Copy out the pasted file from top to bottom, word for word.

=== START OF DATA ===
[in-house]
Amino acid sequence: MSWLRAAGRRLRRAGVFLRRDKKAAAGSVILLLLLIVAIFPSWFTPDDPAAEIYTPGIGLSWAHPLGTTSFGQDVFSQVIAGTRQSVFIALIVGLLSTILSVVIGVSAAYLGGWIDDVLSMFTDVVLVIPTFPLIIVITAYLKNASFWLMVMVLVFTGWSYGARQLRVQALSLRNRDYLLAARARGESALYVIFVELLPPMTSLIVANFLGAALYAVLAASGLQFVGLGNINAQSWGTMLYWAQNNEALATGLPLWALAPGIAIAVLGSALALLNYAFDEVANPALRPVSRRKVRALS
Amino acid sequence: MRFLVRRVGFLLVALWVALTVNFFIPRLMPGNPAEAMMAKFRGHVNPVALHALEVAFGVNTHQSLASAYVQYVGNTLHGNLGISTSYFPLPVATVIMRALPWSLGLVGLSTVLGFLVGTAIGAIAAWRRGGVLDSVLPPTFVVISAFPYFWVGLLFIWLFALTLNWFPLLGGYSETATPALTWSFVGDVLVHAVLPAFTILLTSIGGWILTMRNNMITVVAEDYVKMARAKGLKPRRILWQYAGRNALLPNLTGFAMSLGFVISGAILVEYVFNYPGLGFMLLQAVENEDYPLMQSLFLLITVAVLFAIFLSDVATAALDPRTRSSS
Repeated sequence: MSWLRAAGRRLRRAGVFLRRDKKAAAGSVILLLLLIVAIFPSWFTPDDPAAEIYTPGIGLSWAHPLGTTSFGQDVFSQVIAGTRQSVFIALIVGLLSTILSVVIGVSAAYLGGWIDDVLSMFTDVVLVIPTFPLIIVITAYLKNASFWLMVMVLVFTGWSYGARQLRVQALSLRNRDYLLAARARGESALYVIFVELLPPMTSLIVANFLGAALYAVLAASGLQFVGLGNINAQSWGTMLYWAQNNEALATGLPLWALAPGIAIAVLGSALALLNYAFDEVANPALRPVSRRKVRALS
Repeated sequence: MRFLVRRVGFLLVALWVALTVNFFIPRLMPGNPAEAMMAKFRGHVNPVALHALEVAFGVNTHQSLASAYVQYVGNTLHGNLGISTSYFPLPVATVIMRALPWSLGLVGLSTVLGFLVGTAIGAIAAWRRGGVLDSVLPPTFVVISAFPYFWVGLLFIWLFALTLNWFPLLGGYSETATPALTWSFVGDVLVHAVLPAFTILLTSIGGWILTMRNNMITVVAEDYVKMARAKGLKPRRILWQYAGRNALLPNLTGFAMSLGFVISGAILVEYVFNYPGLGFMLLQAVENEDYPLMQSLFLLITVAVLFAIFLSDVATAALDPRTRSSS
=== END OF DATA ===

[in-house]
Amino acid sequence: MSWLRAAGRRLRRAGVFLRRDKKAAAGSVILLLLLIVAIFPSWFTPDDPAAEIYTPGIGLSWAHPLGTTSFGQDVFSQVIAGTRQSVFIALIVGLLSTILSVVIGVSAAYLGGWIDDVLSMFTDVVLVIPTFPLIIVITAYLKNASFWLMVMVLVFTGWSYGARQLRVQALSLRNRDYLLAARARGESALYVIFVELLPPMTSLIVANFLGAALYAVLAASGLQFVGLGNINAQSWGTMLYWAQNNEALATGLPLWALAPGIAIAVLGSALALLNYAFDEVANPALRPVSRRKVRALS
Amino acid sequence: MRFLVRRVGFLLVALWVALTVNFFIPRLMPGNPAEAMMAKFRGHVNPVALHALEVAFGVNTHQSLASAYVQYVGNTLHGNLGISTSYFPLPVATVIMRALPWSLGLVGLSTVLGFLVGTAIGAIAAWRRGGVLDSVLPPTFVVISAFPYFWVGLLFIWLFALTLNWFPLLGGYSETATPALTWSFVGDVLVHAVLPAFTILLTSIGGWILTMRNNMITVVAEDYVKMARAKGLKPRRILWQYAGRNALLPNLTGFAMSLGFVISGAILVEYVFNYPGLGFMLLQAVENEDYPLMQSLFLLITVAVLFAIFLSDVATAALDPRTRSSS
Repeated sequence: MSWLRAAGRRLRRAGVFLRRDKKAAAGSVILLLLLIVAIFPSWFTPDDPAAEIYTPGIGLSWAHPLGTTSFGQDVFSQVIAGTRQSVFIALIVGLLSTILSVVIGVSAAYLGGWIDDVLSMFTDVVLVIPTFPLIIVITAYLKNASFWLMVMVLVFTGWSYGARQLRVQALSLRNRDYLLAARARGESALYVIFVELLPPMTSLIVANFLGAALYAVLAASGLQFVGLGNINAQSWGTMLYWAQNNEALATGLPLWALAPGIAIAVLGSALALLNYAFDEVANPALRPVSRRKVRALS
Repeated sequence: MRFLVRRVGFLLVALWVALTVNFFIPRLMPGNPAEAMMAKFRGHVNPVALHALEVAFGVNTHQSLASAYVQYVGNTLHGNLGISTSYFPLPVATVIMRALPWSLGLVGLSTVLGFLVGTAIGAIAAWRRGGVLDSVLPPTFVVISAFPYFWVGLLFIWLFALTLNWFPLLGGYSETATPALTWSFVGDVLVHAVLPAFTILLTSIGGWILTMRNNMITVVAEDYVKMARAKGLKPRRILWQYAGRNALLPNLTGFAMSLGFVISGAILVEYVFNYPGLGFMLLQAVENEDYPLMQSLFLLITVAVLFAIFLSDVATAALDPRTRSSS